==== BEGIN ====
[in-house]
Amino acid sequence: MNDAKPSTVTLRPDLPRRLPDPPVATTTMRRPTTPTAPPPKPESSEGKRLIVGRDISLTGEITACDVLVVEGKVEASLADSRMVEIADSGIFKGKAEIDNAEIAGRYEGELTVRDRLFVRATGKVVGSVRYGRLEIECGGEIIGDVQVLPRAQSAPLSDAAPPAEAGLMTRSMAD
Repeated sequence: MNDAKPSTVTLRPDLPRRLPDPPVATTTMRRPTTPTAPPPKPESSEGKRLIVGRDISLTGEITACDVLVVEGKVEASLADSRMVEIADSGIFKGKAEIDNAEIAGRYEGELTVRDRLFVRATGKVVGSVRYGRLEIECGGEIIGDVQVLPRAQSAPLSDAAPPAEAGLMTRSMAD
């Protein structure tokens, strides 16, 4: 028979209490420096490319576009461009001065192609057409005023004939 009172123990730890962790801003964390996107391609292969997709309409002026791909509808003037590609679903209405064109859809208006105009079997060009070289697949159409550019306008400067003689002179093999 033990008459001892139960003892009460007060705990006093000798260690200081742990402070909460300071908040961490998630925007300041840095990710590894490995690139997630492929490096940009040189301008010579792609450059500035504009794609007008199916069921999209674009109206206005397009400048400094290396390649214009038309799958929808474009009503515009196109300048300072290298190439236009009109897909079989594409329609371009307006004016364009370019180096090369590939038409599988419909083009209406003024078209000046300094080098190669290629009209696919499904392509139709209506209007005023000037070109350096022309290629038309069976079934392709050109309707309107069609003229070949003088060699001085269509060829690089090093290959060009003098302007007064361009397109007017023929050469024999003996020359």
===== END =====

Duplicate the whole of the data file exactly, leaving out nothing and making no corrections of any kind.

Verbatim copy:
[in-house]
Amino acid sequence: MNDAKPSTVTLRPDLPRRLPDPPVATTTMRRPTTPTAPPPKPESSEGKRLIVGRDISLTGEITACDVLVVEGKVEASLADSRMVEIADSGIFKGKAEIDNAEIAGRYEGELTVRDRLFVRATGKVVGSVRYGRLEIECGGEIIGDVQVLPRAQSAPLSDAAPPAEAGLMTRSMAD
Repeated sequence: MNDAKPSTVTLRPDLPRRLPDPPVATTTMRRPTTPTAPPPKPESSEGKRLIVGRDISLTGEITACDVLVVEGKVEASLADSRMVEIADSGIFKGKAEIDNAEIAGRYEGELTVRDRLFVRATGKVVGSVRYGRLEIECGGEIIGDVQVLPRAQSAPLSDAAPPAEAGLMTRSMAD
């Protein structure tokens, strides 16, 4: 028979209490420096490319576009461009001065192609057409005023004939 009172123990730890962790801003964390996107391609292969997709309409002026791909509808003037590609679903209405064109859809208006105009079997060009070289697949159409550019306008400067003689002179093999 033990008459001892139960003892009460007060705990006093000798260690200081742990402070909460300071908040961490998630925007300041840095990710590894490995690139997630492929490096940009040189301008010579792609450059500035504009794609007008199916069921999209674009109206206005397009400048400094290396390649214009038309799958929808474009009503515009196109300048300072290298190439236009009109897909079989594409329609371009307006004016364009370019180096090369590939038409599988419909083009209406003024078209000046300094080098190669290629009209696919499904392509139709209506209007005023000037070109350096022309290629038309069976079934392709050109309707309107069609003229070949003088060699001085269509060829690089090093290959060009003098302007007064361009397109007017023929050469024999003996020359």